Two Years Ago: Dutch Baby
The reason I'm posting this particular recipe now is because Thanksgiving is coming up, which means one thing: leftover turkey. Serving this salad in the days following Thanksgiving will accomplish several things, all good - it's a dramatic departure in taste from what you'll have been eating, it's very light and healthy, and it's very easy to make. Since it's served at room temperature, it's also very accommodating for a house full of guests. And if some of them happen to be vegetarians (or you are), this salad is excellent with tofu in place of turkey, or without either one because it has plenty of fiber and protein already. It would be fun to set out a big bowl of each of the ingredients and let everyone make their own salad, taking as much or as little of each as they want.
I call this recipe Jerusalem Salad because I found its inspiration in a recipe from the cookbook "Jerusalem" by the famed chef Yotam Ottolenghi. I'm a big fan of his Middle Eastern style of cooking and the flavors and textures of that cuisine. The original recipe was for the vegetable salad and the spiced chickpeas; I added the rest of the ingredients to make it an entree salad. But the vegetable salad and the chickpeas are the stars. The vegetable salad isn't just tomatoes and cucumbers and onion, but adds radishes and red peppers for additional crunch and flavor. It's delicious on its own.
The chickpeas are the exotic taste in the salad due to the spice mix of cardamom, cumin and allspice. I toned down the amount of spice slightly from the original recipe solely due to personal preference. My suggestion is to toss the chickpeas in the spice mix as written and then taste one before putting them in the skillet, adding more of one or all spices to your taste as desired.
The key to success for salads is to have a variety of textures, colors and flavors so I added pistachios for crunch, quinoa for nuttiness, and yogurt for creaminess. Sumac is a fun garnish for the yogurt because it adds a little color and has a slightly sharp taste, but paprika would be a good substitute. Or just don't worry about a garnish. I'm aware that I worry more about garnishes than most people, although I'm not completely sure what that says about me.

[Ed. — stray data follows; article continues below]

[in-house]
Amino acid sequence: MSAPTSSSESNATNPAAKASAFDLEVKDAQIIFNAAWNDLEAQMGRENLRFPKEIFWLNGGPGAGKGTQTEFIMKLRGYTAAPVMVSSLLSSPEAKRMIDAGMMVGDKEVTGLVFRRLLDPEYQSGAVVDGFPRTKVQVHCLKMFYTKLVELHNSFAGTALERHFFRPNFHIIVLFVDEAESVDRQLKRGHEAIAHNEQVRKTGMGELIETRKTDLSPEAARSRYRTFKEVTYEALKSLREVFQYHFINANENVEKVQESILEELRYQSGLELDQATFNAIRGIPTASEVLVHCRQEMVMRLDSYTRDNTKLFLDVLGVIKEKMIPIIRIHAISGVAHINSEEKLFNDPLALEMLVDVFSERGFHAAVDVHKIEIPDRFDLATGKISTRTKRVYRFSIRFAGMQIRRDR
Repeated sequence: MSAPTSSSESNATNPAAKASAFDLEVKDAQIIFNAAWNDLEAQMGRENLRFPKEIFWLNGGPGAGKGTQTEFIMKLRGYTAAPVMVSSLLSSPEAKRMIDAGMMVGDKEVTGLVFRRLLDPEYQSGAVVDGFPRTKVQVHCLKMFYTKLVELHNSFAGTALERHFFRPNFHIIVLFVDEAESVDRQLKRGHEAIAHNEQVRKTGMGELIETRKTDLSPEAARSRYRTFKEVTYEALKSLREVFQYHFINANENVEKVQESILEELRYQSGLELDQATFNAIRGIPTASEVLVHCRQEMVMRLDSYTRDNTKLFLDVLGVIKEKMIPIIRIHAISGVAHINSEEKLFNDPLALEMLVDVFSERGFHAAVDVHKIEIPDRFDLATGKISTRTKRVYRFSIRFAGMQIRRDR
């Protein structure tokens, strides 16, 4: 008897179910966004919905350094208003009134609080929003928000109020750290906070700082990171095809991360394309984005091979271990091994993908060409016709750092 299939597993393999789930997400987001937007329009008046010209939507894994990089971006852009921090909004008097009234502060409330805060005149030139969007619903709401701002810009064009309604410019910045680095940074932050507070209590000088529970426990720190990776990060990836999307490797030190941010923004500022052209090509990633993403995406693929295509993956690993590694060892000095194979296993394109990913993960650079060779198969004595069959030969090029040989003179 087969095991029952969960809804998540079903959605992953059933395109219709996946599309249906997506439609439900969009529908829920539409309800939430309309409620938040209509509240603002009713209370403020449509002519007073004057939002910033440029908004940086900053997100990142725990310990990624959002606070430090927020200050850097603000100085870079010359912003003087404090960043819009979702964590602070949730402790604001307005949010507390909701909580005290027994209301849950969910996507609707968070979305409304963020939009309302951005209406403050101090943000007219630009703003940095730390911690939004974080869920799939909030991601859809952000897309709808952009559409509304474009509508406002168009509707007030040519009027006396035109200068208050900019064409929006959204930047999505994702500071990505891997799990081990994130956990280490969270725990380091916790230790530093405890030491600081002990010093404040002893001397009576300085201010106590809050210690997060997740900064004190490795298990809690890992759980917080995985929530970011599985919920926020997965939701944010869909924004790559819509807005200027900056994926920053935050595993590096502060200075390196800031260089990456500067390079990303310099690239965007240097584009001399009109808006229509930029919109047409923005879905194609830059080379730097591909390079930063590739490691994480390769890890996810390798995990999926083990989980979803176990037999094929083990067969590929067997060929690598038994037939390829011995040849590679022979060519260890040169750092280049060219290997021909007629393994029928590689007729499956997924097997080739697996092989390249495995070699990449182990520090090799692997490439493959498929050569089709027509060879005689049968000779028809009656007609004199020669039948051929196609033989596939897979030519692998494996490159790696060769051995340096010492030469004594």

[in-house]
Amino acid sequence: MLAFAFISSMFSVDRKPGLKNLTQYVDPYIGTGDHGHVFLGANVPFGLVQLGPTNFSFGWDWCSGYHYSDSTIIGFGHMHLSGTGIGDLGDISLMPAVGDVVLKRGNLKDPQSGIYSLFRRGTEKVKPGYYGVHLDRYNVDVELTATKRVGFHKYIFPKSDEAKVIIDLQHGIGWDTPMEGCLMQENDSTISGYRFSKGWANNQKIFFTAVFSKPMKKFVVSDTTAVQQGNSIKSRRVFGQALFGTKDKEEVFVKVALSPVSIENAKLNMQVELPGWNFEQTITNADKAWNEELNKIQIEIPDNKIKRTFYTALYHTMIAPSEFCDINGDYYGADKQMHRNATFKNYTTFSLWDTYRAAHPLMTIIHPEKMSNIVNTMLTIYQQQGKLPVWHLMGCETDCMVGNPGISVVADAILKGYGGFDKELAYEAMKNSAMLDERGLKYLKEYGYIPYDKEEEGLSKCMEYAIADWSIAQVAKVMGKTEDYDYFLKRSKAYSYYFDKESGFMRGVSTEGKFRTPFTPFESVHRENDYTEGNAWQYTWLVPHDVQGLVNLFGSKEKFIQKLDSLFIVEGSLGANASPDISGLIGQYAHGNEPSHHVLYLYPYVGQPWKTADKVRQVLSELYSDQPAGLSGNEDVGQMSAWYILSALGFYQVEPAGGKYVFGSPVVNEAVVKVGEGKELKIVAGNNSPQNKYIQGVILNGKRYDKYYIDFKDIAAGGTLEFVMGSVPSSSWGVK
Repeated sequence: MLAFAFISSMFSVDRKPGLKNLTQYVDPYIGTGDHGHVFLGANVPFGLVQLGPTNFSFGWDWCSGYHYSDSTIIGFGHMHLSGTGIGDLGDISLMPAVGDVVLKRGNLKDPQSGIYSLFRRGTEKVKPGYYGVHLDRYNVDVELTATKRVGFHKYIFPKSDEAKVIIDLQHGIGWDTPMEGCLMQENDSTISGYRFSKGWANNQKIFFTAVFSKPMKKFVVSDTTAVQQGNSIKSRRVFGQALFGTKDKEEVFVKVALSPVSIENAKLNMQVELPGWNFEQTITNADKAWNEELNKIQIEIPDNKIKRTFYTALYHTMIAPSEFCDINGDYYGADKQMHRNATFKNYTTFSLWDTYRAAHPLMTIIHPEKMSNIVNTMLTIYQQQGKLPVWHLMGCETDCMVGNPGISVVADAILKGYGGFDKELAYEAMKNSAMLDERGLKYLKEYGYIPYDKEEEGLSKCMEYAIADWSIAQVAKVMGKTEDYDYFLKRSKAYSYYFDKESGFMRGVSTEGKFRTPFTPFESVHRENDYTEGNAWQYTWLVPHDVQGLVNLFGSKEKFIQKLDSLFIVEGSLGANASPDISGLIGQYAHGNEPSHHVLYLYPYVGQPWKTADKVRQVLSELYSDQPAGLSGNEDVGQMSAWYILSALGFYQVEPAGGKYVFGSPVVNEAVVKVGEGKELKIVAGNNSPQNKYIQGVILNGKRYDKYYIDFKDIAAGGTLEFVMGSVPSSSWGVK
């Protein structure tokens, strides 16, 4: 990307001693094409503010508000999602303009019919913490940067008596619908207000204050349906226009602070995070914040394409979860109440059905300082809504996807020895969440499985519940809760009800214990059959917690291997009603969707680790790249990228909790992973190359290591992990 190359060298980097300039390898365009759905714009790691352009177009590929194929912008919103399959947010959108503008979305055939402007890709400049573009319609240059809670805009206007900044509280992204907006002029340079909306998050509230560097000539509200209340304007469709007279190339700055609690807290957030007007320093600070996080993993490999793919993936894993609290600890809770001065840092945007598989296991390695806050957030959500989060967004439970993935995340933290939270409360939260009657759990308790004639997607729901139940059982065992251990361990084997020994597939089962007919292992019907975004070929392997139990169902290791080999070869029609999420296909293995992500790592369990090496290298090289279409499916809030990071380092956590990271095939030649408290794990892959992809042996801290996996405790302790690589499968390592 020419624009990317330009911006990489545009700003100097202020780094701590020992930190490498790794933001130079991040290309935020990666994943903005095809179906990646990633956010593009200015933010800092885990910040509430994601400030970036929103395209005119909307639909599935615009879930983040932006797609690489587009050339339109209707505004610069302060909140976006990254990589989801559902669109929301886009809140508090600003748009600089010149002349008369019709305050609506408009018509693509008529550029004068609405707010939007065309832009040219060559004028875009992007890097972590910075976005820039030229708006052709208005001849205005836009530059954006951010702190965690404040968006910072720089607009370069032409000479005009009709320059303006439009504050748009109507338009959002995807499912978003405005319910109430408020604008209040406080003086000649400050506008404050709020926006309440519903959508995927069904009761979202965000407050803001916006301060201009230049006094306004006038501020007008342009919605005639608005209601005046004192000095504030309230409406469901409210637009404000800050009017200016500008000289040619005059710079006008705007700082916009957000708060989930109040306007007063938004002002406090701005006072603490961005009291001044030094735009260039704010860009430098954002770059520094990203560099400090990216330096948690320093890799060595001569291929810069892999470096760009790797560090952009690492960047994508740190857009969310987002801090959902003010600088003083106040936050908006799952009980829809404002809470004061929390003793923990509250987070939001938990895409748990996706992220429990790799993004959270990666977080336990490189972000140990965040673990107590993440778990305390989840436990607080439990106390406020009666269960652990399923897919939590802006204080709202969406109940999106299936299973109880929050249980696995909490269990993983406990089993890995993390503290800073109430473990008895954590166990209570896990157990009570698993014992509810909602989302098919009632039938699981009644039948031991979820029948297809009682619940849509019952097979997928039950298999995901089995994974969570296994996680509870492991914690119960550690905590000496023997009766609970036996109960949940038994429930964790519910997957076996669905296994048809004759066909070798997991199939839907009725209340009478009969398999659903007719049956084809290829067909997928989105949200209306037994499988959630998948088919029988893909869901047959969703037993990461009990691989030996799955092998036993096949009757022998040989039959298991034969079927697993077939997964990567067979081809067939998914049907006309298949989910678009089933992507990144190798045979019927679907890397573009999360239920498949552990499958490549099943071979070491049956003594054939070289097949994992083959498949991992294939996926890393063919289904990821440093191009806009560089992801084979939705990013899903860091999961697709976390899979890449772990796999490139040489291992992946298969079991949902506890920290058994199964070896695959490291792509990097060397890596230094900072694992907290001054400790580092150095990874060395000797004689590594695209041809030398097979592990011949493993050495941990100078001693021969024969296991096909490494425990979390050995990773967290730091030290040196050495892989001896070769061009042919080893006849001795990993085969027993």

Split, toasted pitas broken into large pieces are excellent served on the side.
Note: this salad is excellent served with toasted pita on the side.
For the dressing:
5 tablespoons olive oil
Grated zest of 1 lemon, plus 2 tablespoons juice
1 ½ tablespoons sherry vinegar
1 clove garlic, grated
1 teaspoon sugar
Salt and pepper
For the spiced chickpeas:
1 (15.5 oz) can chickpeas, drained and rinsed (or the equivalent amount of dried chickpeas, cooked)
½ teaspoon ground cardamom
1 teaspoon allspice
1 teaspoon cumin
¼ teaspoon salt
1 tablespoon olive oil
For the salad:
½ English cucumber
2 cups cherry tomatoes
4-6 radishes, trimmed
1 red pepper, seeded and ribs removed
½ red onion
1/3 cup chopped fresh cilantro
1/3 cup chopped Italian parsley
2 cups cooked couscous or quinoa
8 large leaves of Bibb or butter lettuce
½ cup pistachios, coarsely chopped
2 cups cooked shredded turkey or chicken, optional, or can use tofu instead
1 cup plain Greek yogurt
Ground sumac or paprika for garnish, optional
To make the dressing, combine all ingredients in a small jar with a lid and shake vigorously. Season to taste with salt and pepper. Set aside.
To make the spiced chickpeas, put the spices in a shallow bowl and mix well. Add the drained chickpeas and stir to coat evenly. Heat the 1 tablespoon olive oil in a large skillet and toast the chickpeas in a single layer for 3-5 minutes, stirring frequently to avoid sticking (you may have to do 2 batches). Set aside.
To make the vegetable salad, chop the cucumber, tomatoes, radishes, red pepper and red onion into bite-sized pieces. Toss together with the cilantro and parsley.
To plate the salad, place 2 lettuce leaves on each of 4 plates. Top with optional turkey, spiced chickpeas, vegetable salad, couscous or quinoa, and pistachios. Add a dollop of yogurt to each plate and garnish with sumac or paprika, optional. Drizzle with dressing and serve.